The executive added: “We are looking to use machine learning-based statistical forecasting via SAP Business Transformation Platform (SAP BTP) capabilities that the latest SAP Integrated Business Planning version provides. Then we can build Python scripts into our end-to-end planning process. For the future, SAP Sustainability Control Tower will be another important SAP Integrated Business Planning component in our strategy as it enables exception-based planning, and we also evaluated demand-driven materials resource planning (DDMRP).”
“Sourcing is done via SAP Ariba solutions to identify appropriate suppliers, also for plastic-free materials. New targets are constantly impacting which suppliers to work with or what criteria to meet when working with a new supplier,” he said. “Within the SAP Ariba solutions, we use sourcing, supplier selection and supply selection criteria, and contract management, completing contracts via DocuSign before handing off to SAP S/4HANA or the supply chain for execution. We use it for direct procurement for our products and indirect procurement,” Mathew remarked.
For its logistics processes, Upfield is leveraging SAP Transportation Management and SAP Business Network for Logistics. Ocean movements are managed via SAP Transportation Management and land movements with both.
“We use SAP Transportation Management for calculating transportation movements, planning shipments, and route optimization. Resulting freight orders are passed on to the carrier. Settlements are then done within SAP Business Network for Logistics. There, our carriers can either log directly into the carrier tenant to accept or reject preorder or use the booking functionality to specify preorder execution,” Mathew explained. “The network supports fixing settlements after freight order execution. Overall, SAP Business Network for Logistics provides better communication with our carriers.”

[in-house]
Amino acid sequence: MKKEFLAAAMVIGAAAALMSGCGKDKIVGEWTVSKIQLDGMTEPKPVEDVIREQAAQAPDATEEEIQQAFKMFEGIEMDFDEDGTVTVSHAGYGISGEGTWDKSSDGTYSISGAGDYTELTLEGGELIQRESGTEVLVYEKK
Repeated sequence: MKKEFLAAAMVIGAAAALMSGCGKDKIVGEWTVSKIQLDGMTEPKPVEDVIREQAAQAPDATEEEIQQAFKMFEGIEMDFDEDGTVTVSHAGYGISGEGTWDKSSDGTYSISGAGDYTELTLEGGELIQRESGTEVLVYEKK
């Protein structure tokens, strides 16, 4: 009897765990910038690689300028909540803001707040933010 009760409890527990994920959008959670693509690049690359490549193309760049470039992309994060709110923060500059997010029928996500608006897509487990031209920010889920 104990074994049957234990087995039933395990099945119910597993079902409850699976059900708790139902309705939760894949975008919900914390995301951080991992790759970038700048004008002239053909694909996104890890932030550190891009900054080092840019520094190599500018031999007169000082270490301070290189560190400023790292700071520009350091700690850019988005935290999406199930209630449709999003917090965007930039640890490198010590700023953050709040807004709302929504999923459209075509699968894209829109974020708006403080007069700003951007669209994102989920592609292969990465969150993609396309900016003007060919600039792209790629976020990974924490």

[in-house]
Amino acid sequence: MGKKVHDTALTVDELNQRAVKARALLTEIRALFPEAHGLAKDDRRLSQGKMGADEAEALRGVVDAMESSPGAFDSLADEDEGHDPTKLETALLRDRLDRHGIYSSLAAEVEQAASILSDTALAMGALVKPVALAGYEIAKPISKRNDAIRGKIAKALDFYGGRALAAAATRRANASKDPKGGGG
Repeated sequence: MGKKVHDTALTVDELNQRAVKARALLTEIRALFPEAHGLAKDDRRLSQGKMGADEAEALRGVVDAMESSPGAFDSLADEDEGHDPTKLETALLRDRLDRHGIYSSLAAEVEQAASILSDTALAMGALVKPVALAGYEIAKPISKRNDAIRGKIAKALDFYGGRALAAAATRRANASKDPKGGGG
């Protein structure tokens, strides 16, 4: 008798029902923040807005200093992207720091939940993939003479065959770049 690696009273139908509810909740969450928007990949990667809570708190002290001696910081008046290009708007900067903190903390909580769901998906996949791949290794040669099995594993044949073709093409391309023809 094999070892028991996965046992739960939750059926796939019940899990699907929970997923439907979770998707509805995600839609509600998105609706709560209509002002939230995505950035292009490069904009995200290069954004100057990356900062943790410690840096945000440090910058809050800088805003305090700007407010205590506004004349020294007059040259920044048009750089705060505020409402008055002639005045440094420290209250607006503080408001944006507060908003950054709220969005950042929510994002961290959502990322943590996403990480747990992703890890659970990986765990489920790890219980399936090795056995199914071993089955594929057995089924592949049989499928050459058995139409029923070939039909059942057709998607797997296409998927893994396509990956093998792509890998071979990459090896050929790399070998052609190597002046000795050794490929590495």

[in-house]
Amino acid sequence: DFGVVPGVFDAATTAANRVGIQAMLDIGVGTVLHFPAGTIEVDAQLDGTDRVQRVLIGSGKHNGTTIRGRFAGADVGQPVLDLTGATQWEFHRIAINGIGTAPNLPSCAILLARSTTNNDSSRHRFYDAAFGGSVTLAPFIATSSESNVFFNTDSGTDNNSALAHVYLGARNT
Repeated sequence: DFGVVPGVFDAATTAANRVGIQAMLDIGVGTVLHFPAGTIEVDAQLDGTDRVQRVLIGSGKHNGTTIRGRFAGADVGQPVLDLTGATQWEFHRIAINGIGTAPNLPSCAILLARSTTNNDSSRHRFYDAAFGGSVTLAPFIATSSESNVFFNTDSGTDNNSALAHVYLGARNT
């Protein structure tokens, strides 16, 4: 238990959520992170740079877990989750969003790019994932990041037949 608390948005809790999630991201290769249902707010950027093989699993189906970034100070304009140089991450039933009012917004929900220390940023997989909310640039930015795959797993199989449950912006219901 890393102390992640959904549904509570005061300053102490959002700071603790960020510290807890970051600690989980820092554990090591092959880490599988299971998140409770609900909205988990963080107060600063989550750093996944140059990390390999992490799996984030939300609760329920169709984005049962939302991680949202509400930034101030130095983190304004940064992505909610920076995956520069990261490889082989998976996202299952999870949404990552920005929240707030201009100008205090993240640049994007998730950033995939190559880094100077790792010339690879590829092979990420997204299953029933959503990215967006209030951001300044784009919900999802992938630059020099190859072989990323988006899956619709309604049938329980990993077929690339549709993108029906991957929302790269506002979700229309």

Achieving Higher Agility and Resilience
Upfield is also tracking the life cycle of each product until its retirement. “At each stage, every system has to be aligned to avoid the risk of obsolescence, and we have been able to reduce cost with help from SAP solutions,” Mathew said. “SAP S/4HANA and supply chain solutions helped us be more agile. The main advantage is the integrated planning capability we have across our supply chain. Thanks to native integration or interfaces we built across different tools, we are able to react much faster to any kind of disruption. It’s all about agility.”
With SAP’s synchronized planning approach, production schedules can be updated quickly, helping to ensure the right ingredients are in place at the right time.
Future Plans to Foster Even More Integration
End consumers benefit from Upfield’s ambitions enabled by this holistic approach with higher quality plant-based products as well as unified messaging and branding.
“Our vision is to have end-to-end integrated planning, from supply chain planning to execution, including finance. We chose SAP because of the completeness of its vision,” Mathew concluded.
Discover how planning can be the cornerstone of a sustainable supply chain and make sure you check out the planning and sourcing report, “Sustainability: A Question of Supply Chain Planning.”
Karin Fent is senior director of Global Customer Success for Digital Supply Chain at SAP.